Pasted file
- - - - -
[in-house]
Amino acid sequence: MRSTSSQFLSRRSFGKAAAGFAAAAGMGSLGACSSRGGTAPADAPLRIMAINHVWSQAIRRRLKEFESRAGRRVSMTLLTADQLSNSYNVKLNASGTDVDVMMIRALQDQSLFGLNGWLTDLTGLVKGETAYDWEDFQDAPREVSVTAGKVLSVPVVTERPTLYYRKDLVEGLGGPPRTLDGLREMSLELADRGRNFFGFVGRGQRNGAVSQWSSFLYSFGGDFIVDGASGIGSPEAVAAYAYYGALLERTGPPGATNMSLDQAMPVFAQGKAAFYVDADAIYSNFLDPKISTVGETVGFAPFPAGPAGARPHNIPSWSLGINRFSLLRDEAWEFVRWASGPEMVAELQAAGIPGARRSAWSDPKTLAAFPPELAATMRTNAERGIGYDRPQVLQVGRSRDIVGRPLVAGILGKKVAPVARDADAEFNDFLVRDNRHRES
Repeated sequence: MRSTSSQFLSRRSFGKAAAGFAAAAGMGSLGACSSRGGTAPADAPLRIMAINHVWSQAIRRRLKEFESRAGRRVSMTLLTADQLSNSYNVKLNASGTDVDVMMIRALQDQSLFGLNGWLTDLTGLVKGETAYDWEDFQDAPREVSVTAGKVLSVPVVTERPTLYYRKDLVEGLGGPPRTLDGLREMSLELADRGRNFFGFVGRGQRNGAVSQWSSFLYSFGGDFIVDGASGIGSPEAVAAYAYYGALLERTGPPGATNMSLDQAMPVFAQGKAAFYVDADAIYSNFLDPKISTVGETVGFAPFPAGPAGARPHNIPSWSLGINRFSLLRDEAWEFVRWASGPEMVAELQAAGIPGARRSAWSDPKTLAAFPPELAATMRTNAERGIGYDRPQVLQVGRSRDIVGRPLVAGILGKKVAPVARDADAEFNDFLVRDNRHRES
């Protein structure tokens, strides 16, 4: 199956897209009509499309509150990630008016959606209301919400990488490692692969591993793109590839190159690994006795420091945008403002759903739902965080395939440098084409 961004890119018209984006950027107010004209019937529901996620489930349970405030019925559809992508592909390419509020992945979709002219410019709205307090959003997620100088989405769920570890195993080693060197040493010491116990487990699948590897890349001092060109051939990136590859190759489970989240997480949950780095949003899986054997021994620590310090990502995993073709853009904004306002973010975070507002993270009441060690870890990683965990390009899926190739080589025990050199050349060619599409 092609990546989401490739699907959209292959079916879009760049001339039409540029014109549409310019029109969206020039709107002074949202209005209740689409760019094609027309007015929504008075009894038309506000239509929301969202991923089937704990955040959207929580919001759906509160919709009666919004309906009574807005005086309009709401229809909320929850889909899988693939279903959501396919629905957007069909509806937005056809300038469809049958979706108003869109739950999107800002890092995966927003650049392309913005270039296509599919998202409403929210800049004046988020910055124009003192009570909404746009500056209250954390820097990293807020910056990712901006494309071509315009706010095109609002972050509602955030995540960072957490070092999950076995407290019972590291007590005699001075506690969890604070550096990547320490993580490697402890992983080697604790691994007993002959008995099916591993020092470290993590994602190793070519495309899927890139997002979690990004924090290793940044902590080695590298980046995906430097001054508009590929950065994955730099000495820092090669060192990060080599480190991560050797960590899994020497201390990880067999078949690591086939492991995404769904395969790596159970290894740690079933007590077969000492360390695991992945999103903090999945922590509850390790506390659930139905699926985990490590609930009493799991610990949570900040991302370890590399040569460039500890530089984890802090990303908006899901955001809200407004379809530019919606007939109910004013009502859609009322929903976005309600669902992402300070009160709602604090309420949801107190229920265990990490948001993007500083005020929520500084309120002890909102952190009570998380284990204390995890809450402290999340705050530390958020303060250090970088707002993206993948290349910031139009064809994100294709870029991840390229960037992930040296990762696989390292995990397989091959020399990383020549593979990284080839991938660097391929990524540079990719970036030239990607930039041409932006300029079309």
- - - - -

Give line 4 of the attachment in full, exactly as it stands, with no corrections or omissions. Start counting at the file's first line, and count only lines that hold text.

């Protein structure tokens, strides 16, 4: 199956897209009509499309509150990630008016959606209301919400990488490692692969591993793109590839190159690994006795420091945008403002759903739902965080395939440098084409 961004890119018209984006950027107010004209019937529901996620489930349970405030019925559809992508592909390419509020992945979709002219410019709205307090959003997620100088989405769920570890195993080693060197040493010491116990487990699948590897890349001092060109051939990136590859190759489970989240997480949950780095949003899986054997021994620590310090990502995993073709853009904004306002973010975070507002993270009441060690870890990683965990390009899926190739080589025990050199050349060619599409 092609990546989401490739699907959209292959079916879009760049001339039409540029014109549409310019029109969206020039709107002074949202209005209740689409760019094609027309007015929504008075009894038309506000239509929301969202991923089937704990955040959207929580919001759906509160919709009666919004309906009574807005005086309009709401229809909320929850889909899988693939279903959501396919629905957007069909509806937005056809300038469809049958979706108003869109739950999107800002890092995966927003650049392309913005270039296509599919998202409403929210800049004046988020910055124009003192009570909404746009500056209250954390820097990293807020910056990712901006494309071509315009706010095109609002972050509602955030995540960072957490070092999950076995407290019972590291007590005699001075506690969890604070550096990547320490993580490697402890992983080697604790691994007993002959008995099916591993020092470290993590994602190793070519495309899927890139997002979690990004924090290793940044902590080695590298980046995906430097001054508009590929950065994955730099000495820092090669060192990060080599480190991560050797960590899994020497201390990880067999078949690591086939492991995404769904395969790596159970290894740690079933007590077969000492360390695991992945999103903090999945922590509850390790506390659930139905699926985990490590609930009493799991610990949570900040991302370890590399040569460039500890530089984890802090990303908006899901955001809200407004379809530019919606007939109910004013009502859609009322929903976005309600669902992402300070009160709602604090309420949801107190229920265990990490948001993007500083005020929520500084309120002890909102952190009570998380284990204390995890809450402290999340705050530390958020303060250090970088707002993206993948290349910031139009064809994100294709870029991840390229960037992930040296990762696989390292995990397989091959020399990383020549593979990284080839991938660097391929990524540079990719970036030239990607930039041409932006300029079309």